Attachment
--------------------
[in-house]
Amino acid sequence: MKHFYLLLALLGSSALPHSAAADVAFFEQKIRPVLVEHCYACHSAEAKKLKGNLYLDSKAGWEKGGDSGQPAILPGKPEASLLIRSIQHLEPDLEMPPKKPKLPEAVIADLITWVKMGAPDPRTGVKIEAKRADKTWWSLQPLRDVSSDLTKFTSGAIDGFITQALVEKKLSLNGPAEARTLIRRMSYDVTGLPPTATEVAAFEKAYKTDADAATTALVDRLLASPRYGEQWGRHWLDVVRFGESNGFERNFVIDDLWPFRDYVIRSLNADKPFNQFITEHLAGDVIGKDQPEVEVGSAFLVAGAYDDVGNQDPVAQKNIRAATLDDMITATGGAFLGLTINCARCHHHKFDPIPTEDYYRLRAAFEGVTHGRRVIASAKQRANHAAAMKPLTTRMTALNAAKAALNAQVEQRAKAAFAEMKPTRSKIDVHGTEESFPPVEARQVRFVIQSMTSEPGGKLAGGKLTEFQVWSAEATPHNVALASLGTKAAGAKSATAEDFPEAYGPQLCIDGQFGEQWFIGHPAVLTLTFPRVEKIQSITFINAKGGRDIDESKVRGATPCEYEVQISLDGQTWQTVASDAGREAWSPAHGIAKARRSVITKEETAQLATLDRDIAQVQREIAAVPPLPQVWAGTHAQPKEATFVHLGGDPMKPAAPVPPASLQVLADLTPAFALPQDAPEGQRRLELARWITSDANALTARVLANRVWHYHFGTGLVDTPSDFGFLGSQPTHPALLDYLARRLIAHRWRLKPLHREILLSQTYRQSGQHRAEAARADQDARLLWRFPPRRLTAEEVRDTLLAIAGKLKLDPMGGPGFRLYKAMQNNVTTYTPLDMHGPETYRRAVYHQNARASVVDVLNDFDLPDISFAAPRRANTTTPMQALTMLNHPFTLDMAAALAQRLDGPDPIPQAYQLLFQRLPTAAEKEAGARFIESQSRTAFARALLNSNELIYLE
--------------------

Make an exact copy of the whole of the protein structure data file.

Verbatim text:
[in-house]
Amino acid sequence: MKHFYLLLALLGSSALPHSAAADVAFFEQKIRPVLVEHCYACHSAEAKKLKGNLYLDSKAGWEKGGDSGQPAILPGKPEASLLIRSIQHLEPDLEMPPKKPKLPEAVIADLITWVKMGAPDPRTGVKIEAKRADKTWWSLQPLRDVSSDLTKFTSGAIDGFITQALVEKKLSLNGPAEARTLIRRMSYDVTGLPPTATEVAAFEKAYKTDADAATTALVDRLLASPRYGEQWGRHWLDVVRFGESNGFERNFVIDDLWPFRDYVIRSLNADKPFNQFITEHLAGDVIGKDQPEVEVGSAFLVAGAYDDVGNQDPVAQKNIRAATLDDMITATGGAFLGLTINCARCHHHKFDPIPTEDYYRLRAAFEGVTHGRRVIASAKQRANHAAAMKPLTTRMTALNAAKAALNAQVEQRAKAAFAEMKPTRSKIDVHGTEESFPPVEARQVRFVIQSMTSEPGGKLAGGKLTEFQVWSAEATPHNVALASLGTKAAGAKSATAEDFPEAYGPQLCIDGQFGEQWFIGHPAVLTLTFPRVEKIQSITFINAKGGRDIDESKVRGATPCEYEVQISLDGQTWQTVASDAGREAWSPAHGIAKARRSVITKEETAQLATLDRDIAQVQREIAAVPPLPQVWAGTHAQPKEATFVHLGGDPMKPAAPVPPASLQVLADLTPAFALPQDAPEGQRRLELARWITSDANALTARVLANRVWHYHFGTGLVDTPSDFGFLGSQPTHPALLDYLARRLIAHRWRLKPLHREILLSQTYRQSGQHRAEAARADQDARLLWRFPPRRLTAEEVRDTLLAIAGKLKLDPMGGPGFRLYKAMQNNVTTYTPLDMHGPETYRRAVYHQNARASVVDVLNDFDLPDISFAAPRRANTTTPMQALTMLNHPFTLDMAAALAQRLDGPDPIPQAYQLLFQRLPTAAEKEAGARFIESQSRTAFARALLNSNELIYLE